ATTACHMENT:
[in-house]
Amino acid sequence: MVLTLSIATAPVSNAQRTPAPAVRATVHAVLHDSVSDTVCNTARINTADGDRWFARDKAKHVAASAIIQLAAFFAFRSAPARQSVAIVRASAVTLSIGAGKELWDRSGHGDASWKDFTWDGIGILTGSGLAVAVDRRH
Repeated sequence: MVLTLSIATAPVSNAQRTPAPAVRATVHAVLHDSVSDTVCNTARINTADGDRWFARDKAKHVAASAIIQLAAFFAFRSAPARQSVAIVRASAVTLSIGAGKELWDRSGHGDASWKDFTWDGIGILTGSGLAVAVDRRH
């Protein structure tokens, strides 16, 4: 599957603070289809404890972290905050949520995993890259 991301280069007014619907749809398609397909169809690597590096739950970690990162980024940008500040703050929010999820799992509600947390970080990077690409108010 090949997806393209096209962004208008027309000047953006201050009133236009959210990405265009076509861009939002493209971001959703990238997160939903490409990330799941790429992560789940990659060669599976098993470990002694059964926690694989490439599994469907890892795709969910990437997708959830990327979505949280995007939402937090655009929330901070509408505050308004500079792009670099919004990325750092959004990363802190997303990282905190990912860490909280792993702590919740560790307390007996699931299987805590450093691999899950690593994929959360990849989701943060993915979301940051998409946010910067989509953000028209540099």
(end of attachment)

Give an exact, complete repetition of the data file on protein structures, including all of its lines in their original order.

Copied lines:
[in-house]
Amino acid sequence: MVLTLSIATAPVSNAQRTPAPAVRATVHAVLHDSVSDTVCNTARINTADGDRWFARDKAKHVAASAIIQLAAFFAFRSAPARQSVAIVRASAVTLSIGAGKELWDRSGHGDASWKDFTWDGIGILTGSGLAVAVDRRH
Repeated sequence: MVLTLSIATAPVSNAQRTPAPAVRATVHAVLHDSVSDTVCNTARINTADGDRWFARDKAKHVAASAIIQLAAFFAFRSAPARQSVAIVRASAVTLSIGAGKELWDRSGHGDASWKDFTWDGIGILTGSGLAVAVDRRH
């Protein structure tokens, strides 16, 4: 599957603070289809404890972290905050949520995993890259 991301280069007014619907749809398609397909169809690597590096739950970690990162980024940008500040703050929010999820799992509600947390970080990077690409108010 090949997806393209096209962004208008027309000047953006201050009133236009959210990405265009076509861009939002493209971001959703990238997160939903490409990330799941790429992560789940990659060669599976098993470990002694059964926690694989490439599994469907890892795709969910990437997708959830990327979505949280995007939402937090655009929330901070509408505050308004500079792009670099919004990325750092959004990363802190997303990282905190990912860490909280792993702590919740560790307390007996699931299987805590450093691999899950690593994929959360990849989701943060993915979301940051998409946010910067989509953000028209540099």